NASA releases 3D-printable models to the public
If you have access to a 3D printer, then you can build your own space fleet courtesy of NASA – provided you don’t mind spacecraft that are plastic and four inches long. As part of its continuing program of education and outreach, the space agency has released 22 printable models of NASA and European space probes, asteroids, and planetary landscapes for the hobbyist and space enthusiast.
The 3D models are available from the NASA website for free and are printable on any desktop 3D printer using plastic filaments. It’s the latest in a long tradition of NASA science, technology artwork made available to the public going back to its founding in 1958.
This particular program uses adaptations of 3D models that were developed for other purposes for NASA, such as the study of the structure of the Eta Carinae nebula. NASA often produces such models for educational videos, project proposals, or simply because such models are often necessary due to many astronomical objects and NASA machines being hard to visualize.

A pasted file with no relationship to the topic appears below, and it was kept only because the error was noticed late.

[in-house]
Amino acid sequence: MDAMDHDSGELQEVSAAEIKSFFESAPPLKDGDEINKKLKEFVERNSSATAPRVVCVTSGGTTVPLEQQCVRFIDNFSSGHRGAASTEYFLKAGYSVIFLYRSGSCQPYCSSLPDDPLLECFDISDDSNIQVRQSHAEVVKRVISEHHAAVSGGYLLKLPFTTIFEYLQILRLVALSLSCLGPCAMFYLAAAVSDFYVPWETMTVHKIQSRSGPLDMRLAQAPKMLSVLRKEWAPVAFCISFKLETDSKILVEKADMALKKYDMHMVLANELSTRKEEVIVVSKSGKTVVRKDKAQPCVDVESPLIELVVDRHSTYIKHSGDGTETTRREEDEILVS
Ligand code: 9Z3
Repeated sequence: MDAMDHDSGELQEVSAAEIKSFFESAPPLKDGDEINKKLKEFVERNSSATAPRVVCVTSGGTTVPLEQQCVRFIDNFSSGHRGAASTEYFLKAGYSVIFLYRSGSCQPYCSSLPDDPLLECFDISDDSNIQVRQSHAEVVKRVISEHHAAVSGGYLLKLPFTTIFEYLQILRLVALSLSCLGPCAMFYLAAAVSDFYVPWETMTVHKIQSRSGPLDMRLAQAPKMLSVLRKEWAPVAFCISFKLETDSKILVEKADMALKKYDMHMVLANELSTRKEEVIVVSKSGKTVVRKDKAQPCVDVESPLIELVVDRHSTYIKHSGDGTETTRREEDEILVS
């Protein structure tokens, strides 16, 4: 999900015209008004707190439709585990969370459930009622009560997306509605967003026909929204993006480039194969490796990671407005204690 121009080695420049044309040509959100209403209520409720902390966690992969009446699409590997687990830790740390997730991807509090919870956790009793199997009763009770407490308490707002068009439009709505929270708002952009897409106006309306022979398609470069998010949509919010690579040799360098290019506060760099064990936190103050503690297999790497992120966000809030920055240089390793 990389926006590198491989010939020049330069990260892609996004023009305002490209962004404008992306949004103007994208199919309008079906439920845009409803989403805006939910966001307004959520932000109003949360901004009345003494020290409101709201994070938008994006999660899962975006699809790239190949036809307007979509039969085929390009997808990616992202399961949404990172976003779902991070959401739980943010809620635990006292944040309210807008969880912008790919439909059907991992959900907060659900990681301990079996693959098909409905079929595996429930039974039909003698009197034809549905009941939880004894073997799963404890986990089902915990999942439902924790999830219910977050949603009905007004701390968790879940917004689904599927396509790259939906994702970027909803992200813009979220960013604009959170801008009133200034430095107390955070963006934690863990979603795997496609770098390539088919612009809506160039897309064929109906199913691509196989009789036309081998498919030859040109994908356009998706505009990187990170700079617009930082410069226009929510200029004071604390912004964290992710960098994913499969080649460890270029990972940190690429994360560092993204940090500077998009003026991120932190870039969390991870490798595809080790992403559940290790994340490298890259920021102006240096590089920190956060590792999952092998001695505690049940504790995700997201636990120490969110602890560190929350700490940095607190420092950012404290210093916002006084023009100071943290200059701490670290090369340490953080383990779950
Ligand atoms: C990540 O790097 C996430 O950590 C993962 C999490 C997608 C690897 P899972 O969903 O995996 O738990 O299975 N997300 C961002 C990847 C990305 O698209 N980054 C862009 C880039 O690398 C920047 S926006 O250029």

The models on offer were made by the Jet Propulsion Laboratory, Ames Research Center, Johnson Space Center, Goddard Space Flight Center, Ball Aerospace, and Caltech. They includes 3D representations of unmanned spacecraft, asteroids, and planetary surfaces. Many of the models are adaptations from other purposes, so the space agency says that a bit of trial and error may be needed to configure them so they’ll print properly. The files are .stl-formatted and are scaled to about 4 in (100 mm) on their longest dimension.